Press a Button, Place an Order With Amazon Dash

Personal Finance
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Press a Button

A new piece of hardware from Amazon lets users order everyday household items with the single press of a button.

Amazon Dash, rolled out Tuesday, is a physical button with adhesive and a hook bearing the logo of a particular product. On the website for the service, Tide, Bounty, Maxwell House and SmartWater are among the popular brand names featured.

Available to Amazon Prime members, Dash lets the user simply press the button to place an order for that product to be delivered with free two-day shipping.

“Keep Dash Button handy in the kitchen, bath, laundry, or anywhere you store your favorite products,” the Dash site reads. “When you’re running low, simply press Dash Button, and Amazon quickly delivers household favorites so you can skip the last-minute trip to the store.”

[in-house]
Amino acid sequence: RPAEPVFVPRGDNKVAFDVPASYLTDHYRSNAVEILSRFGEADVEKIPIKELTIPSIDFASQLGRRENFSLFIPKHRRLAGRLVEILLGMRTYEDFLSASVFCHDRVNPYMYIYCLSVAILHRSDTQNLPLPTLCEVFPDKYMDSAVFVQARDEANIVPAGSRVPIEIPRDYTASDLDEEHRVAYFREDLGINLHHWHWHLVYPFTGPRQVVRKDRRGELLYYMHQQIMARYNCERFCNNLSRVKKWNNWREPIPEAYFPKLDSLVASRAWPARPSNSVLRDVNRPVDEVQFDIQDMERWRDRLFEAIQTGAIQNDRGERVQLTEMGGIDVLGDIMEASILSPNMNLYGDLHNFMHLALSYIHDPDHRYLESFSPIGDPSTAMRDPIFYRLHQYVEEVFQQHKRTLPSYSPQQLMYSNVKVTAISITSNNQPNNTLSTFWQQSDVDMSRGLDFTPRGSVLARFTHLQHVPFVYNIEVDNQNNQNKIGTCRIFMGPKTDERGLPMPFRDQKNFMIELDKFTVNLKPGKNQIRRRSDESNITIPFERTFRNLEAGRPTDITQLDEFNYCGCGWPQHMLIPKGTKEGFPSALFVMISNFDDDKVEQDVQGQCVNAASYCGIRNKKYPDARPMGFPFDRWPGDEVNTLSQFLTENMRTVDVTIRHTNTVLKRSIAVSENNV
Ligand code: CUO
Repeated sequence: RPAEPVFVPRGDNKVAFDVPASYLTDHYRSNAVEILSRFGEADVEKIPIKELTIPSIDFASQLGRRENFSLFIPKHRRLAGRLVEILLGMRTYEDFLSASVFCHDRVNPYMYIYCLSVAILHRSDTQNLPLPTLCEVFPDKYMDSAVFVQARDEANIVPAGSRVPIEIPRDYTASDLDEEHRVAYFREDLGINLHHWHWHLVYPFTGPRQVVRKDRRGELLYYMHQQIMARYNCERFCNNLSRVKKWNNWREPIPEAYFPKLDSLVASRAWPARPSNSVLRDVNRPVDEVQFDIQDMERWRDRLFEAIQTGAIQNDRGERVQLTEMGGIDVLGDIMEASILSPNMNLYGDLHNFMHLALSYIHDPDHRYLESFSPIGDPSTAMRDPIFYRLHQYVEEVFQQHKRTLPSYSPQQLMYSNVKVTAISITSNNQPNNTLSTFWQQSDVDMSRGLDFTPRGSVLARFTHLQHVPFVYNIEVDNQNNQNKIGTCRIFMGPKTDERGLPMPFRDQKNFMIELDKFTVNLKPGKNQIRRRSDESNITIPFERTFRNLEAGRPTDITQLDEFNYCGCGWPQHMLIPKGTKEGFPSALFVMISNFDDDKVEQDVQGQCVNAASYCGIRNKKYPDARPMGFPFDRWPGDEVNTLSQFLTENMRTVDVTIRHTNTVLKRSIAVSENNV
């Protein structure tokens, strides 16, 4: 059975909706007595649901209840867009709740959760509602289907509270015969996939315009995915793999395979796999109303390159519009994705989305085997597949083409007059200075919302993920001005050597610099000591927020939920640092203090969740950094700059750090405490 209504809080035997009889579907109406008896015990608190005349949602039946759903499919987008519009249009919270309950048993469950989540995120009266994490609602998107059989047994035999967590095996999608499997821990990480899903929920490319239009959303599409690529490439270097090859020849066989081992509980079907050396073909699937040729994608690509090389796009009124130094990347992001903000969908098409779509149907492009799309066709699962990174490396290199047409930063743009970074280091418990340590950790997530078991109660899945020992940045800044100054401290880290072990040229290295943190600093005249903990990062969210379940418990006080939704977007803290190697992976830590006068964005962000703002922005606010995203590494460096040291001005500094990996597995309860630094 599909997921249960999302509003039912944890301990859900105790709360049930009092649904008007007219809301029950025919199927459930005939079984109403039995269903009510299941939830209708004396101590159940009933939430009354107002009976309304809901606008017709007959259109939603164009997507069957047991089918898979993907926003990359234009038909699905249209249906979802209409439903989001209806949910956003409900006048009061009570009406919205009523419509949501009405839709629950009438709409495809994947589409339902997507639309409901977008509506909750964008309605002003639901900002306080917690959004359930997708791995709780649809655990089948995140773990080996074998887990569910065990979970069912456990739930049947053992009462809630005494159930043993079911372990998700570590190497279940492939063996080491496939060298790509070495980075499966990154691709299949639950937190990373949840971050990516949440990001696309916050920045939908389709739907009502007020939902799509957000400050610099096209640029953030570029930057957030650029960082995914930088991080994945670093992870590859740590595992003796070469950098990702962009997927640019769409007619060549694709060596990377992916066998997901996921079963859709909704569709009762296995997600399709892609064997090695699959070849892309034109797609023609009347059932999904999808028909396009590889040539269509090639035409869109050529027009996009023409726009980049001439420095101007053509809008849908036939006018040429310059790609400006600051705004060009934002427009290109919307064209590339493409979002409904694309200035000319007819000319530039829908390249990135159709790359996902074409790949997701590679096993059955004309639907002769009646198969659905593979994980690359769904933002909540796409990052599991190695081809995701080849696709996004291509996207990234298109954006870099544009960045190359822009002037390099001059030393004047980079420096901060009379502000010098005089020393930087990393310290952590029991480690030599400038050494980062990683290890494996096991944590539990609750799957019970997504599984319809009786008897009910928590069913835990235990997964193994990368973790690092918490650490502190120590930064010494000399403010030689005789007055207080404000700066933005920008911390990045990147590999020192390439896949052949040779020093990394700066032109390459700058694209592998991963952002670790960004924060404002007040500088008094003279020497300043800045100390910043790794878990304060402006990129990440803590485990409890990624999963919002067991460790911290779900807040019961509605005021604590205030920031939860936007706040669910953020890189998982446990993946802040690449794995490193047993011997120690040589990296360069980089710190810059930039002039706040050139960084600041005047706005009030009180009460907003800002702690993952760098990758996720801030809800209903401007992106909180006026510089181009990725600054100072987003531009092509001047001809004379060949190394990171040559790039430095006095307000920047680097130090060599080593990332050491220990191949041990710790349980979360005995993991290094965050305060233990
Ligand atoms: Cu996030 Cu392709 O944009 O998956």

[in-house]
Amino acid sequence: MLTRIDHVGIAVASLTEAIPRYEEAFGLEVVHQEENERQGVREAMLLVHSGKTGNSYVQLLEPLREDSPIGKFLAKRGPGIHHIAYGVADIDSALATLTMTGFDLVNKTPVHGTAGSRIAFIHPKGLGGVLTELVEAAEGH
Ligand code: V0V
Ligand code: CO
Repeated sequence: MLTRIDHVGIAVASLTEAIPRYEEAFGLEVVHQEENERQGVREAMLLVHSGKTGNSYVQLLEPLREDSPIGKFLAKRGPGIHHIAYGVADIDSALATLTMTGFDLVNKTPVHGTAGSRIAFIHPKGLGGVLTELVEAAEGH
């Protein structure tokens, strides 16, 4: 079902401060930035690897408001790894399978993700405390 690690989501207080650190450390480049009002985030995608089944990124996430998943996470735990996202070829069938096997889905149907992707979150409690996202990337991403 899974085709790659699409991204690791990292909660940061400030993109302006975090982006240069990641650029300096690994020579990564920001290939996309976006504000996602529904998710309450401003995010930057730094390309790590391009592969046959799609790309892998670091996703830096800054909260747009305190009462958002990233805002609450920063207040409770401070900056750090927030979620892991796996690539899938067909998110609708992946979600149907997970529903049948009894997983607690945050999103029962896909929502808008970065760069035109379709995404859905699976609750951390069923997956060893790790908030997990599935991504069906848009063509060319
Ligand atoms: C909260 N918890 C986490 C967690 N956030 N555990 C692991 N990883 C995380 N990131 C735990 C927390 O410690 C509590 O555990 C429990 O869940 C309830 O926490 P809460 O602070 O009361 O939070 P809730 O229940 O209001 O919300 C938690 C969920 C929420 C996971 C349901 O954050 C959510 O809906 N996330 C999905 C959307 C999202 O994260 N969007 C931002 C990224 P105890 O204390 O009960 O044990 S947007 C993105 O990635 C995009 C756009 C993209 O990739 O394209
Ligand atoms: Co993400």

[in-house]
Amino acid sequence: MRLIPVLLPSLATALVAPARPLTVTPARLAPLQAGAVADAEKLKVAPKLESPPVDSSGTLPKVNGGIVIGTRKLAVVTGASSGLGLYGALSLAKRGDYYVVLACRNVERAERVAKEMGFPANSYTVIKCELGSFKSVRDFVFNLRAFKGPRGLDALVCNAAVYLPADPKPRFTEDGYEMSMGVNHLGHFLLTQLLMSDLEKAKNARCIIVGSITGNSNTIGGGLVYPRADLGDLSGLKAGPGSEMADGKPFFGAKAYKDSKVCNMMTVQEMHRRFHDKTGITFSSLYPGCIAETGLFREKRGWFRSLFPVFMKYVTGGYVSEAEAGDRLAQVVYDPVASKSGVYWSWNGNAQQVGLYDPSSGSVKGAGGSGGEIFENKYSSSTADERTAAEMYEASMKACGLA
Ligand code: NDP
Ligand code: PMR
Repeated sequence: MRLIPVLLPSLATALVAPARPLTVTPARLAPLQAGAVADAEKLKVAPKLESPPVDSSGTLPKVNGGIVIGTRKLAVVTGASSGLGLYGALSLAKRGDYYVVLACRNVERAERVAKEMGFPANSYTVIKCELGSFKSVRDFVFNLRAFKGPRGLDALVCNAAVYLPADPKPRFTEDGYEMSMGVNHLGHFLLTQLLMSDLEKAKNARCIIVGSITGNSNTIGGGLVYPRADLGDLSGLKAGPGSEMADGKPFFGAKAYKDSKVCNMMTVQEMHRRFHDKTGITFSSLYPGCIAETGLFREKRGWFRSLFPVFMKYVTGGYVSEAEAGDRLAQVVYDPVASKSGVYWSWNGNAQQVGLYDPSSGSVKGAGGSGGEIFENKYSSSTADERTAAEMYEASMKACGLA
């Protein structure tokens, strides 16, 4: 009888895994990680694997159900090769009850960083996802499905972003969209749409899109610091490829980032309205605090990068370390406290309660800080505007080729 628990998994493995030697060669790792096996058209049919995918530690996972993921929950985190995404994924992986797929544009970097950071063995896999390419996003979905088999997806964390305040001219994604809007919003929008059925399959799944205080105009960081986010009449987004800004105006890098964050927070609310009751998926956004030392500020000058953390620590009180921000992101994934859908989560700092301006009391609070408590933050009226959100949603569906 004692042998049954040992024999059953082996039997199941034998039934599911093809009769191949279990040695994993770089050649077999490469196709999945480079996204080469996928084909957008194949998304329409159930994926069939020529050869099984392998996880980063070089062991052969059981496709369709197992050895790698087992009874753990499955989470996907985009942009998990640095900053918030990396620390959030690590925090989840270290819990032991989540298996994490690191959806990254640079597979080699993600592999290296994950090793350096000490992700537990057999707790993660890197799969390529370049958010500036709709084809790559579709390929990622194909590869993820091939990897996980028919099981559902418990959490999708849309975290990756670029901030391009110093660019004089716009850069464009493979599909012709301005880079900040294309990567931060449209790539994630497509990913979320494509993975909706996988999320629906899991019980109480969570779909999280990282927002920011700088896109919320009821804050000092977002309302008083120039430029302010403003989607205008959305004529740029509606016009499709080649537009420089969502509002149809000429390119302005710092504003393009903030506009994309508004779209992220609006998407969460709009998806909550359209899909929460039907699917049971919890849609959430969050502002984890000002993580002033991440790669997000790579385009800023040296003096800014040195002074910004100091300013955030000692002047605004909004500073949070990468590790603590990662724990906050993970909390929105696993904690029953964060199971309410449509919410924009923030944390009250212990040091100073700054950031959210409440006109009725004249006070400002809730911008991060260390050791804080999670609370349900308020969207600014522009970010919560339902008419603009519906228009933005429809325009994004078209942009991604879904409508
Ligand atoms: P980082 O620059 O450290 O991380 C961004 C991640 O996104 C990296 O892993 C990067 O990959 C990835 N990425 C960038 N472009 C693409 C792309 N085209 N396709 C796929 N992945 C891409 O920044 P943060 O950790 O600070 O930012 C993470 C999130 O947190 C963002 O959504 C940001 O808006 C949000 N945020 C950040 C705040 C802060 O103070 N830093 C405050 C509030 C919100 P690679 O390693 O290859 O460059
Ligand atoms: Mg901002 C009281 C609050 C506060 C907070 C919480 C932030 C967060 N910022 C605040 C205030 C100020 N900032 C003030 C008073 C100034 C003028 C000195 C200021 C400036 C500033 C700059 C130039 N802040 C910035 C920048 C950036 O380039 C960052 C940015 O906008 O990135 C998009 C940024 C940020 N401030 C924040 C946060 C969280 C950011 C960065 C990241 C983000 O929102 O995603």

Detergent, moisturizer, baby formula, diapers and toilet paper are among the products listed as being available through Dash — alongside energy bars, bottled water, dog treats and others.

Amazon says Dash is a limited-time offer. Eligible Prime members in the United States will receive an email about the service. They have seven days from receipt of the email to order the buttons.

Each customer may order up to three Dash buttons.

The Dash button is part of Amazon’s Dash Replenishment Service, which aims to have Amazon buttons built directly into devices. So, for example, users of a connected coffee maker would be able to tap a button on it whenever they were running low on java, and the next bag or can would be on the way.

The system also would make some orders automatic. For instance, an automatic dog-food dispenser would sense when food was running low and place an order for more all by itself.

Whirlpool, Brita and Brother are among the companies that have already made devices using the Dash system. They are expected to launch this fall.

Doug Gross is a staff writer covering personal finance for NerdWallet. Follow him on Twitter @doug_gross and on Google+.


Image via iStock.